• AMT's nephew, Sir John Dermot Turing, is 12th baronet Turing of Foveran[2]


  1. "Mossom Boyd", Wikipedia
  • Wikidata: Item Q7251 help.gif
  • "Alan Turing", Wikipedia
  • Spencer, Clare. "Profile: Alan Turing". BBC. Archived
  • The Essential Turing by Jack Copeland (2004) , p22.
  • Clark, Liat (18 June 2012). "Turing's achievements: codebreaking, AI and the birth of computer science (Wired UK)".
  • Alan Turing vs Alick Glennie (1952) "Turing Test"

More Genealogy Tools

Sponsored Search

Is Alan your ancestor? Please don't go away!
 star icon Login to collaborate or comment, or
 star icon contact private message the profile manager, or
 star icon ask our community of genealogists a question.
Sponsored Search by

No known carriers of Alan's ancestors' DNA have taken a DNA test.

Have you taken a DNA test? If so, login to add it. If not, see our friends at Ancestry DNA.

Sponsored by Ancestry ®

Family History Search.


Enter a grandparent's name. Just one grandparent can lead you to many discoveries.

Comments: 5

Leave a message for others who see this profile.
There are no comments yet.
Login to post a comment.
It has been announced that Alan is going to be the new face on the £50 note from the 23rd June 2021.
posted by Cliff Truesdale
Outrage! How could his persecution as a homosexual during the 1950's be omitted as if it didn't happen? It had such a major impact on his life; he suffered so much at the hands of the ignorant, including forced castration to avoid prison. Please add something that more fully reflects the true life of this extraordinary and brave man until his untimely death in 1954.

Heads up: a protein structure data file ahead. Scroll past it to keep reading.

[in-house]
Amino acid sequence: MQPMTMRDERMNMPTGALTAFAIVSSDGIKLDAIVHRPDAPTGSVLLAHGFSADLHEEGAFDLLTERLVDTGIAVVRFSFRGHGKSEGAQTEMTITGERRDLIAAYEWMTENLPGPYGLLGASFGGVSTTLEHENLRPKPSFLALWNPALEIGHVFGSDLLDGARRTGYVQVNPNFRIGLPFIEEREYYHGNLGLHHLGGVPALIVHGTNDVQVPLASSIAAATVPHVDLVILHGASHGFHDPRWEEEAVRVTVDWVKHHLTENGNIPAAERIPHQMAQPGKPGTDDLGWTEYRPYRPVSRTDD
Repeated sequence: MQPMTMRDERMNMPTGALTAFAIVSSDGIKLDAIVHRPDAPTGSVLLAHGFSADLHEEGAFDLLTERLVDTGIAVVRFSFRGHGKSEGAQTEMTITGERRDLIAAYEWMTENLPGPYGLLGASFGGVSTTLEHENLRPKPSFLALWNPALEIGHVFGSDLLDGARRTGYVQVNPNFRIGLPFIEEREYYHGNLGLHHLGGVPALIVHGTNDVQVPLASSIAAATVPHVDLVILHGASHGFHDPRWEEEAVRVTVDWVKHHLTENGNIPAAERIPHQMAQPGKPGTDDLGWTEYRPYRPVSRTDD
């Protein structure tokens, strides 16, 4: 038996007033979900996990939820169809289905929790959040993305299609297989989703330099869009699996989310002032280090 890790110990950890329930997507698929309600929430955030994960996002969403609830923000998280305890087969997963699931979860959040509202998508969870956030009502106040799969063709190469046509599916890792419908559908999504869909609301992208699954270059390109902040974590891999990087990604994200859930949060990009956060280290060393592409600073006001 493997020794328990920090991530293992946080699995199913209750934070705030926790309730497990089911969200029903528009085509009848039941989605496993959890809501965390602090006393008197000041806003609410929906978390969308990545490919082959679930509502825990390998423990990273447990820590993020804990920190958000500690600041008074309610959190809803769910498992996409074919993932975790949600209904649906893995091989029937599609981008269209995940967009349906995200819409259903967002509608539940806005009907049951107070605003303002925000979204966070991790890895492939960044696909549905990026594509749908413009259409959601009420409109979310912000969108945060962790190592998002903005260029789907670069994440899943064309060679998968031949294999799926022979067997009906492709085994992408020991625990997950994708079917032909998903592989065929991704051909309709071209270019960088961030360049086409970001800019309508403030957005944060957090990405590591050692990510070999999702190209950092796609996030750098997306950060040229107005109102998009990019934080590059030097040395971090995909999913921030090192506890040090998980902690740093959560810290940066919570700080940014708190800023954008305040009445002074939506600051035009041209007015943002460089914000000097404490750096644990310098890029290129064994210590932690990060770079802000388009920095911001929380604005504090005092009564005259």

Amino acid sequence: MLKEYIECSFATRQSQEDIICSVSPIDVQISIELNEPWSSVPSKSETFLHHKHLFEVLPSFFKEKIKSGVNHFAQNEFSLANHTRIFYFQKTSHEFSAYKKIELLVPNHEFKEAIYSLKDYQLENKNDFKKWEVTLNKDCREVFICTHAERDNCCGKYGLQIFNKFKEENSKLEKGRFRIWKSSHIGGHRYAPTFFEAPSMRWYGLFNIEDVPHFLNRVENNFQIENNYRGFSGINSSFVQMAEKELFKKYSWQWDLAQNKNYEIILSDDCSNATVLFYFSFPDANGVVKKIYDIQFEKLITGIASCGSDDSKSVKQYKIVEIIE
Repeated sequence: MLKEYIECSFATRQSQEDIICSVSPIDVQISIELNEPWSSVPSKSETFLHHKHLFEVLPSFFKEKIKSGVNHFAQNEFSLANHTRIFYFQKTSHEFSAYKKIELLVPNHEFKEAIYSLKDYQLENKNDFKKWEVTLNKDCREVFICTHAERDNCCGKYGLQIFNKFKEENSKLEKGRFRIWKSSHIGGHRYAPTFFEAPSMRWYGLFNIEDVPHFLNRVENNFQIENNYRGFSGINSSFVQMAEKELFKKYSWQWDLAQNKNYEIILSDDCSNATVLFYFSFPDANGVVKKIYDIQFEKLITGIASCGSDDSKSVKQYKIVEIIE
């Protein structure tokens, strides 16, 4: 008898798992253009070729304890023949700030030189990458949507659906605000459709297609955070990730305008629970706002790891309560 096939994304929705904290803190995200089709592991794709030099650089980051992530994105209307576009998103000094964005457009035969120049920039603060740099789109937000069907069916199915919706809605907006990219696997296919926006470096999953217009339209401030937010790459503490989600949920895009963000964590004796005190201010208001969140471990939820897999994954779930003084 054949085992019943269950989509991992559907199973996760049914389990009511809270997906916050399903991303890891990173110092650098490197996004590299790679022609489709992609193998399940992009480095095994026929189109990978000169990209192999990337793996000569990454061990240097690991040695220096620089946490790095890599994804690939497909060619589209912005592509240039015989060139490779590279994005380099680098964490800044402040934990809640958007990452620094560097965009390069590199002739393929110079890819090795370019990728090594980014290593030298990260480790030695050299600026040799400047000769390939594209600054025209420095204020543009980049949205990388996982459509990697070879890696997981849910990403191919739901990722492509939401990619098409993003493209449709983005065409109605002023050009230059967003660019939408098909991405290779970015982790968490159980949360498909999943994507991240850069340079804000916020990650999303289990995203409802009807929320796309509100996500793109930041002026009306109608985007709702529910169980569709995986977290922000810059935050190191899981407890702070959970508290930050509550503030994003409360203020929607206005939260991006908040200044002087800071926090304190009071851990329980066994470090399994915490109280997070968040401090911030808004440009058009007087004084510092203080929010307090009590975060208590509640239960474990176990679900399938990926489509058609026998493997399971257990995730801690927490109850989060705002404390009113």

posted by Jeremy Stroud
Hi Jeremy

I agree, Alan’s profile requires the addition of more information regarding his persecution as a gay man and later pardon, and his status as LGBTQ icon. As the profile is editable, perhaps you and me can collaborate and add the appropriate info to the profile? (Which is otherwise very well written and accurate.)

It’s my intention to introduce more of a visible lgbtq presence on wikitree, probably by categories and/or the use of stickers (a Pride flag maybe?) I’m still thinking about ways to achieve this at present.

I was shocked by how a well written profiole can omit so much of someone life like that - although I dont know if Alan would have seen himself as LGBT+. I doubt it somehow. The shock is also that one could even have considered chemical castration as a form of treatment or cure for society back then - as if him breeding was a problem - I could almost puke at the thought - I dont really know his story other than what saw in the film and I know that is partly fiction as always. Is there a book about his life perhaps?
posted by Jeremy Stroud
Hi William, thanks for this really interesting profile. I am removing the project protection as it does not appear to meet the revised criteria for protection. See Help Index PPPs for more information. Please don't hesitate to contact me if you would like to discuss. Thanks for caring for the profile. Gillian, Leader, England Project.
posted by Gillian Thomas